ACLU court filing 5/30/19:–%20Final.pdf

  3. ...when is enough proof enough? says:

    House Oversight and Reform Committee Chairman Elijah Cummings (D-Md.) accused the White House on Friday of seeking to assert executive privilege in an interview that committee staff had with former Kansas Secretary of State Kris Kobach this week concerning his involvement in getting a citizenship question added to the 2020 census.
    In the memo, Cummings alleged that the White House “interfered directly and aggressively” with the previously undisclosed interview by requesting that Kobach not answer questions about his conversations with President Trump and other White House staff about why the question was added. (see memo )
    Cummings on Friday also revealed some details of the committee’s interview with Kobach, but did not release the full transcript. He said the former Kansas secretary of state, who served as an informal adviser on the Trump campaign and led the president’s now-shuttered voter fraud commission, told investigators that he personally discussed the possible citizenship question with Trump early on in his presidency.
    The memo also states that Kobach told the committee he had conversations with Trump campaign staff about adding the citizenship question to the census. The revelation would push the time frame for when those discussions began to earlier than was initially reported.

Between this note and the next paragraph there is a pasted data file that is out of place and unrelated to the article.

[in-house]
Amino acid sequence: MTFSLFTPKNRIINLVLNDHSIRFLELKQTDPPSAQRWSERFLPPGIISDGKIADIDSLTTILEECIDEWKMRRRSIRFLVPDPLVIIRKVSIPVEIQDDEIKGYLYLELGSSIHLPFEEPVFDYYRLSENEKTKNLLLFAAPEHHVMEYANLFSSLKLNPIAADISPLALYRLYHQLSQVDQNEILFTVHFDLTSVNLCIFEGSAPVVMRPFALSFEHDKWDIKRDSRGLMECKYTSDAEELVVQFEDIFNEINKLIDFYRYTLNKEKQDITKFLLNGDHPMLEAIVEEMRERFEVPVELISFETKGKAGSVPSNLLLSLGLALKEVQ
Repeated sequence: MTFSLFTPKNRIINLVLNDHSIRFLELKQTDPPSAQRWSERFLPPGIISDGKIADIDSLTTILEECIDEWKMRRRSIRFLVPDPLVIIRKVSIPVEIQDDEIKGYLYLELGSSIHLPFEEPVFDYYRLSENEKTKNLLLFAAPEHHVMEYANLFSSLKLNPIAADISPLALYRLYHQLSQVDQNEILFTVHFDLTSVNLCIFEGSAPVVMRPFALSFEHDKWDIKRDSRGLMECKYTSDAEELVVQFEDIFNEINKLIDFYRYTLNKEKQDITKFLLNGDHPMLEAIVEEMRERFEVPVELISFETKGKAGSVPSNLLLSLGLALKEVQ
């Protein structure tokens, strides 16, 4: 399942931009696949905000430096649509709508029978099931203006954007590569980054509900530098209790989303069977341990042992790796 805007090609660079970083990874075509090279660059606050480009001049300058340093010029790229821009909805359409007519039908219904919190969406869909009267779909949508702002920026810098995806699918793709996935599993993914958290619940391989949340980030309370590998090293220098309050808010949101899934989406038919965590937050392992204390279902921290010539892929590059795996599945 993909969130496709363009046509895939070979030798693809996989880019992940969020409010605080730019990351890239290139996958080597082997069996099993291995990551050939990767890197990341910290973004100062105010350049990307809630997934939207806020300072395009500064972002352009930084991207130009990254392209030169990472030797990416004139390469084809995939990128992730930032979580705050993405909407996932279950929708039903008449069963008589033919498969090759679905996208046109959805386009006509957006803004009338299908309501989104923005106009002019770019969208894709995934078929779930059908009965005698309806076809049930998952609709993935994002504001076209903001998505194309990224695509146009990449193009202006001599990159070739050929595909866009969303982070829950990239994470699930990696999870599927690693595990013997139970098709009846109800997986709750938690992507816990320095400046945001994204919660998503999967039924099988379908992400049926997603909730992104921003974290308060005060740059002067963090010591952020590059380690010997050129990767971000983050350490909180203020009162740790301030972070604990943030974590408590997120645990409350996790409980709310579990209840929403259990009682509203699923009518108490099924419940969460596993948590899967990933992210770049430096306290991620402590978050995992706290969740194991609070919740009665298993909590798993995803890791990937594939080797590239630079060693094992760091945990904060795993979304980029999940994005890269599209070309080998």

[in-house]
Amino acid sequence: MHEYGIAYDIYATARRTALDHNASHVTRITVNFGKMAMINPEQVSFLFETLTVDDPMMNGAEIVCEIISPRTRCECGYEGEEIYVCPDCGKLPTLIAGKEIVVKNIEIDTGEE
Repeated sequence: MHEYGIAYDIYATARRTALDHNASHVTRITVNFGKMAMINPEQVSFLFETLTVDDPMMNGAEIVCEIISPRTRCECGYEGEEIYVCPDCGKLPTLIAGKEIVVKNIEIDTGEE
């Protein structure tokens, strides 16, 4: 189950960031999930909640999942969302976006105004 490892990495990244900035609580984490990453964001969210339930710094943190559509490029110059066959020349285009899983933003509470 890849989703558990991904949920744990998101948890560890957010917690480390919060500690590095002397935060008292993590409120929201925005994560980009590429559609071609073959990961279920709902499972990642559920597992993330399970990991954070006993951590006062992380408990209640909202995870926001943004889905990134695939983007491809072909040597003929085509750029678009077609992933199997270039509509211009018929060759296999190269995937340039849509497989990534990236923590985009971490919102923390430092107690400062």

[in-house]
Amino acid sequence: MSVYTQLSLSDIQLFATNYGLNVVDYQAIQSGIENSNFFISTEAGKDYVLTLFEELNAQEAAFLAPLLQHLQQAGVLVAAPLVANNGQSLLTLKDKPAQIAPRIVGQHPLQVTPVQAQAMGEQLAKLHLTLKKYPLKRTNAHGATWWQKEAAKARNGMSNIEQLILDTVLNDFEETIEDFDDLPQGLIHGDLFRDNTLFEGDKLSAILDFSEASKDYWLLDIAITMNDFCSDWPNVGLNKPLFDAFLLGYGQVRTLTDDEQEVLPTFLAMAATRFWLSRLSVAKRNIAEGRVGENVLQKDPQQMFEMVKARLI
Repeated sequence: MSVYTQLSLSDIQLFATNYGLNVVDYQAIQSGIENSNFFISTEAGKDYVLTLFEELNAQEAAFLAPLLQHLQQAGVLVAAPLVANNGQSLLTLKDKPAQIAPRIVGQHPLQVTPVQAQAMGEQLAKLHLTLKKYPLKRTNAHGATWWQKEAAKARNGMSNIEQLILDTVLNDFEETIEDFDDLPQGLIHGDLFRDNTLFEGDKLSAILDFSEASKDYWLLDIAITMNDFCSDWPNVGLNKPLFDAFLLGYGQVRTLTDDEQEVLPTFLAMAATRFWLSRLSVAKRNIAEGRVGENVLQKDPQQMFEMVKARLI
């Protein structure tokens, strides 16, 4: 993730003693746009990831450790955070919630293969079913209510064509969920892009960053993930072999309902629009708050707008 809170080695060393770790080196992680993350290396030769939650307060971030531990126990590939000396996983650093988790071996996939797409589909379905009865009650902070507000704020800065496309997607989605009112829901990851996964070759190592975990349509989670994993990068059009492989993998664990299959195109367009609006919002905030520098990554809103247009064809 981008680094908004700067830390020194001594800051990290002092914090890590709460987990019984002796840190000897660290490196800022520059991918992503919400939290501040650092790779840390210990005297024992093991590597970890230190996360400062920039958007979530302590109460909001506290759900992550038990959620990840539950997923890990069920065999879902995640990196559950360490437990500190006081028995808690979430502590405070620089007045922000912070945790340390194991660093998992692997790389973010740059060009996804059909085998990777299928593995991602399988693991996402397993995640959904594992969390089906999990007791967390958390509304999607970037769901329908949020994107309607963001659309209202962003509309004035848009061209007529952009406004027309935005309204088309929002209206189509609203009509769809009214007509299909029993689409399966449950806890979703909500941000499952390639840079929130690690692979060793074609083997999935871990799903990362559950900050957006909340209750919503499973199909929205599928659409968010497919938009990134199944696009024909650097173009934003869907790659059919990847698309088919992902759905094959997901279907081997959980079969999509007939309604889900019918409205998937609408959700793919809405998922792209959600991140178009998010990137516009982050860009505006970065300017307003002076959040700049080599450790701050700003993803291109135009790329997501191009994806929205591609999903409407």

It also alleges that responses Kobach gave were “inconsistent” with testimony given by Commerce Secretary Wilbur Ross.
    Ross had previously told the committee that he had flat-out rejected a proposed version of the citizenship question given to him by Kobach.

  4. BOGUS SCOTUS says:

    “The Supreme Court is set to hand down its much-anticipated decision on whether the Trump administration can include a citizenship question on the 2020 census.” (The Hill 6/23/19) However the Supreme Court is not considering an equal protection claim presented In a separate census lawsuit in Maryland, which is based in evidence of a discriminatory intent behind the question’s addition raised by newly surfaced documents filed in a New York Federal court that suggest a political motivation behind the addition of the citizenship question, specifically that it was designed to benefit Republicans.